Despite having a legislative majority since her landslide reelection in 2013, Chile’s current president, the leftist Michelle Bachelet, hasn’t been able to fix things. Her 2015 education reform expanded scholarships and other financial aid but stopped far short of student demands to change the underlying system. Her labor reforms foundered in the courts and later in the National Congress. A 2014 tax reform angered the private sector, which criticized the hike in corporate rates and removal of former exemptions as costly for economic growth. And Bachelet’s promises to reform the pension system seem unlikely to be fulfilled, given her government’s ongoing corruption scandals and low approval ratings.
Bachelet’s biggest achievement has been political reform. A new proportional representation system, introduced in 2015, both reduces the number of districts and expands the number of seats. It should empower smaller parties and bring new voices to the political arena. Electoral laws now automatically register Chileans over 18, increasing the number and lowering the age of potential voters.
With presidential elections in November, these new political rules are about to be tested. Already, Chile is in campaign mode. Former conservative President Sebastián Piñera is currently the leader of the pack, promising a market-driven approach to boost economic growth and jobs. He is followed by a well-known, and more left-wing, former TV news anchor, Alejandro Guillier, who talks of a more active role for the state and deeper social reforms. Election watchers expect that other candidates may emerge from both the left and the right, but so far no one aside from Piñera and Guillier has garnered more than single-digit support.
WHERE IS MY MINE?
Whoever wins the upcoming election will need to find a way to revive Chile’s impressive track record of growth—an average of five percent per year for 30 years—while also ensuring that more people benefit. This will involve further reforms. But more fundamentally, it will require moving the country away from its dependence on copper.
Metal has fueled Chile’s economy for decades: the country now supplies roughly one-third of the world’s copper. Successive governments have managed this cash cow quite admirably, especially in contrast to some of their resource-rich South American neighbors. Still, copper follows the boom-and-bust cycle of other commodities. When copper prices are high, the resulting boom pushes up Chile’s currency, undercutting local producers and exporters. When prices drop, the busts that follow have negative effects throughout the economy.
The copper industry, moreover, provides few jobs, and its future is uncertain. The quality of Chilean ore is declining, meaning that mining operations require huge investments just to maintain current levels of production. And the global market itself is changing, as the world’s biggest copper consumer, China, shifts its own economy away from building new power grids and infrastructure, thereby decreasing its demand.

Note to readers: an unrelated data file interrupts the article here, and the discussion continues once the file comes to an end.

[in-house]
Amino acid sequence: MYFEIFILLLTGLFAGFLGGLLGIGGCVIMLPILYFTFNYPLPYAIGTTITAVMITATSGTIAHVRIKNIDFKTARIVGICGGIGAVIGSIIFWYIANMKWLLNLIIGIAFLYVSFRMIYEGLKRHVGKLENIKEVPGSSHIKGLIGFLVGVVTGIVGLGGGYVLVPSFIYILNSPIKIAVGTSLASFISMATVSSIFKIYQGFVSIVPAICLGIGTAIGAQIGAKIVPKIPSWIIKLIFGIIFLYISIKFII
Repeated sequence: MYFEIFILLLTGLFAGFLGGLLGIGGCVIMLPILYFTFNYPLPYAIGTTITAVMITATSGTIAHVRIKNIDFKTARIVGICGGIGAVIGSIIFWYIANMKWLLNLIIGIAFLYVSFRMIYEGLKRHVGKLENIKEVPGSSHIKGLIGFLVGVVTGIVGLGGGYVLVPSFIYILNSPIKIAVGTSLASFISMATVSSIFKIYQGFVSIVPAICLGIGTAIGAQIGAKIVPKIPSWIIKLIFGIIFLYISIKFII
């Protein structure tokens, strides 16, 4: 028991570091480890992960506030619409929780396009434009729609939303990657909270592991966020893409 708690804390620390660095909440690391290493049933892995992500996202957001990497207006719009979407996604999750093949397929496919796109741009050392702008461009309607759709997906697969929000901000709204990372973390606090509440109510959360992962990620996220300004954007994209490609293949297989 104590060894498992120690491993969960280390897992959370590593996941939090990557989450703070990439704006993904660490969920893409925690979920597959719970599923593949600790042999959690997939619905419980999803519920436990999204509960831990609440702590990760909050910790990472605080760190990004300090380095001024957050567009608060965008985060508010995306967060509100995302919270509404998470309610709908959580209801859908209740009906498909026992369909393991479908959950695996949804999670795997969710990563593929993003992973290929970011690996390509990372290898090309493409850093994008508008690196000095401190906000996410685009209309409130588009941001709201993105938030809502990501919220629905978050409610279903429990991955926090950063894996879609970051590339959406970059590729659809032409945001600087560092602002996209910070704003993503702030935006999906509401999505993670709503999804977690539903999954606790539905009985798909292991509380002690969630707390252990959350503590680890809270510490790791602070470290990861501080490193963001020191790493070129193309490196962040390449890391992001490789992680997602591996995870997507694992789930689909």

To succeed in the long term, Chile needs to develop its economy much more broadly. To do so, it will have to boost productivity and innovation and, most important, spread its economic gains beyond the 4,000 families at the top.
For a small nation, trade is the most logical path to growth. Chile has made strides in this area, opening up its economy and signing trade agreements with 62 nations. Noncopper exports, led by wine, fish, and grapes, have grown rapidly in value, from hundreds of millions to billions of dollars each year. The main challenge is that with over 4,000 miles to the nearest North American Free Trade Agreement border, Chile remains cut off from the Western Hemisphere’s most prominent global supply chain hub.
Chile also has pushed to expand its knowledge economy. The publicly funded innovation platform “Start-Up Chile,” which gives global entrepreneurs a visa, money, and office space to launch their ideas and products, has supported over 1,000 new companies. Yet few have become viable commercial entities, limited as they are by the lack of qualified workers, disparities in education, distance to markets, and a generally weak investment ecosystem.
After years as a conservative outlier, Chile is joining many of its Latin American neighbors in the search for a pragmatic, democratic way to inclusive economic growth. The country is better positioned than most to address its challenges through market-friendly means. Its sound fiscal position and low debt levels give it the economic space to help those left out of past gains. And the recent political reforms give politicians a greater incentive and ability to address voter frustrations. If its leaders succeed, it could once again be exceptional.